24 November 2014
What changes led corrections away from rehabilitation and toward a more punitive model?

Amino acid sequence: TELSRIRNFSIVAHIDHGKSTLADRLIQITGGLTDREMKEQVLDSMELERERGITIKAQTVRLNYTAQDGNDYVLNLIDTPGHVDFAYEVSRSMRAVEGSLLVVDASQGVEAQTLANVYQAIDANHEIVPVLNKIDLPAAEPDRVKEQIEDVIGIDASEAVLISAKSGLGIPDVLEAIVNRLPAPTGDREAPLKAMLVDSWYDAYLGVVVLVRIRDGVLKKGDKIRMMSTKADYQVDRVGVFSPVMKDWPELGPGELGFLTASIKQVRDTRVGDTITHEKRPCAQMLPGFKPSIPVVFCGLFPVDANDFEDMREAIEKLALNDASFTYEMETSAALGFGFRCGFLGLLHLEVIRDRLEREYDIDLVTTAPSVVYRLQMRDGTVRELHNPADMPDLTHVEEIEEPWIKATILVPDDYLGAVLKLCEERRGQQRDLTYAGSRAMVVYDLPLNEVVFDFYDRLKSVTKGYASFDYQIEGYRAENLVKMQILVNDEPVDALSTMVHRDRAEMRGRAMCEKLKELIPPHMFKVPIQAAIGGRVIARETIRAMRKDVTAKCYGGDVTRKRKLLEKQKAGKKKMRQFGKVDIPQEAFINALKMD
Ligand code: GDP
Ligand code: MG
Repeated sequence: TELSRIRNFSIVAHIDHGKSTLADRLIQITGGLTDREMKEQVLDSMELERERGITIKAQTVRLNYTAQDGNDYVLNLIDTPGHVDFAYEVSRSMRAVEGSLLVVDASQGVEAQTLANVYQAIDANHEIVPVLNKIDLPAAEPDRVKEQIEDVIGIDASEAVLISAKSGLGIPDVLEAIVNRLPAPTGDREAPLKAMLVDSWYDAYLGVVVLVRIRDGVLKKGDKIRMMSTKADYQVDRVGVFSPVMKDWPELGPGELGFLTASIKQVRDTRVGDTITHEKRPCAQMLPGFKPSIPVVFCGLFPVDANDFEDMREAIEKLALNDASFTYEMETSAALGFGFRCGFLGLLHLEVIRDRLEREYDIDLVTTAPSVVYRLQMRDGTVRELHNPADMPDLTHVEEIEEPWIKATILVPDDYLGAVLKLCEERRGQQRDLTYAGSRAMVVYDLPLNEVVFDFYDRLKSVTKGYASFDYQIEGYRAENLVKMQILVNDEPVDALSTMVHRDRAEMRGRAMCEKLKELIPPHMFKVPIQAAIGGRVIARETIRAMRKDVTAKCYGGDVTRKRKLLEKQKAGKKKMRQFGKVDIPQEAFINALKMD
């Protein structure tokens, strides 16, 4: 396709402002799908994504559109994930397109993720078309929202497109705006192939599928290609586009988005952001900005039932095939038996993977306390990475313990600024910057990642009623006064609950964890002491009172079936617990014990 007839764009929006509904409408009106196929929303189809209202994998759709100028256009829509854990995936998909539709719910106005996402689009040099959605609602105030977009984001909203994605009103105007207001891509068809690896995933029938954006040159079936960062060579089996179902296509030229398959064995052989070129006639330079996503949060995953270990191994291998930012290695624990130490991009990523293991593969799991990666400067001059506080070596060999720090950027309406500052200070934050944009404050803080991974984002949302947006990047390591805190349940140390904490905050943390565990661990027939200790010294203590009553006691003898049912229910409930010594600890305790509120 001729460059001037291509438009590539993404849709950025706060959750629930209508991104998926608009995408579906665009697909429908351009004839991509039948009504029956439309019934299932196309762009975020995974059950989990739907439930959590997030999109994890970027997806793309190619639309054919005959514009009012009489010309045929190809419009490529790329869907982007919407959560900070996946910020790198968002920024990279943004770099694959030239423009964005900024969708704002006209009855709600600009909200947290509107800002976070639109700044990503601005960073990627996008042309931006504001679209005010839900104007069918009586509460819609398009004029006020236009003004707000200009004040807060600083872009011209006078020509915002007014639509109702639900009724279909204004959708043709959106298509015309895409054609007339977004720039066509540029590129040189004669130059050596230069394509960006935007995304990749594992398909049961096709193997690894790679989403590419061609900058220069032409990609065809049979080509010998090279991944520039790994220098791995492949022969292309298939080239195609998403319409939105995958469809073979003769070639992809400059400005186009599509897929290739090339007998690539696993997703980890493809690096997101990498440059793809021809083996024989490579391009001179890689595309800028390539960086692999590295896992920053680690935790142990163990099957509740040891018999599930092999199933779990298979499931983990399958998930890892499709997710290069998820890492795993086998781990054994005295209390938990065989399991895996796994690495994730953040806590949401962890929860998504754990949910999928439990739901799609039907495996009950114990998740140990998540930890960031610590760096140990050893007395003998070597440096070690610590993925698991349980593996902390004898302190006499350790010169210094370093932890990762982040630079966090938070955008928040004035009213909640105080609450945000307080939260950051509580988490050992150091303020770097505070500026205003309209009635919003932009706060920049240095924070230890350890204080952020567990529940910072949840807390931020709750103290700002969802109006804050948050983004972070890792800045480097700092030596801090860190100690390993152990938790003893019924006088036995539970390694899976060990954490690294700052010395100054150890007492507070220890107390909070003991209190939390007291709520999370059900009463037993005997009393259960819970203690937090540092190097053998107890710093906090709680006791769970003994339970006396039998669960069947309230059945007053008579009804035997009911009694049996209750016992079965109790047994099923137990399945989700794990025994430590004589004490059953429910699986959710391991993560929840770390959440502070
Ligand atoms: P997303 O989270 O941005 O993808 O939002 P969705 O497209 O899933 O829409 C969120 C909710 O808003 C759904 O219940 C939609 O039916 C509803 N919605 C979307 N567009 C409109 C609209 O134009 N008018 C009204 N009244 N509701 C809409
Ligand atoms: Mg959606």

Since World War II through the 1970s, many changes occurred in the United States correctional systems. Rehabilitation Model is a treatment program that was designed to reform the inmates. According to www.copower.org, “This model is similar to the medical model; it regards the person with a disability as in need of services from a rehabilitation professional who can provide training, therapy, counseling or other services to make up for the deficiency caused by the disability. Historically, it gained acceptance after World War II when many disabled veterans needed to be re-introduced into society. The current Vocational Rehabilitation system is designed according to this model. Persons with disabilities have been very critical of both the medical model and the rehabilitation model. While medical intervention can be required by the individual at times, it is naive and simplistic to regard the medical system as the appropriate locus for disability related policy matters”. Clear, T., & Cole, G. (2013) acknowledged that most of the states started building prisons and transformed the others in the correctional institutions between 1960s and 1970s. The rehabilitation model was conquered and the counselors or teachers administered the treatment programs at that time. In the facilities the greater preference were security, disciple, and order. In that era prisoners enjoyed a lot constitutional rights as citizens than prisoners during the big-house era in the United States America (page145). Clear, T, & Cole, G. (2013) argued that during the past 40 years, the prison population has changed. The number of African American and Hispanic inmates has greatly increased. More inmates now come from urban areas; more of them have been convicted of drug-related and violent crimes. Incarcerated members of street gangs, which are usually organized along racial or ethnic lines, frequently regroup inside prison and contribute to elevated levels of violence. Another major change has been the rising number of correctional officers who are members of public employee unions. Because some politicians have effectively argued that inmates have been treated too softly, many states have reinstated strict regimes in their prisons and have removed educational and recreational programs”(p145). Politicians have, as a result of this, proposed getting tougher against crime. There are two reasons for this. The first is the belief that we are not tough enough, even though our incarceration rate exceeds that of any other Western nation. The other reason is that we clearly have a crime problem. During the period from the end of World War II to the early 1970s, the nation’s incarceration rate fluctuated between 93 per 100,000 population to 119. By 1996 it reached up to 427 per 100,000. This was a result of tougher punishment against offenders. These high rates of incarceration explain why the United States must take a more punitive stance. The rehabilitation system is now almost completely discredited and the ideal dismantled. There are many explanations for this. One is that the rehabilitative ideal was discredited by the lack of evidence that the treatment programs reduced the chances of offenders repeating the crime. Another explanation was the belief that rehabilitation was simply too liberal and did not do enough justice against the offenders. Francis A. Allen explained that two cultural factors were needed for public support of rehabilitation: “a vibrant faith in the malleability of human beings” and “a workable consensus on the goals of treatment.” Support for both of these propositions had faded since the birth of the American penitentiary to the 1970s. Francis blamed this shift to the “modern sensibility” of the world that had been so radically changed by historic events such as the Vietnam War, the bombing of...
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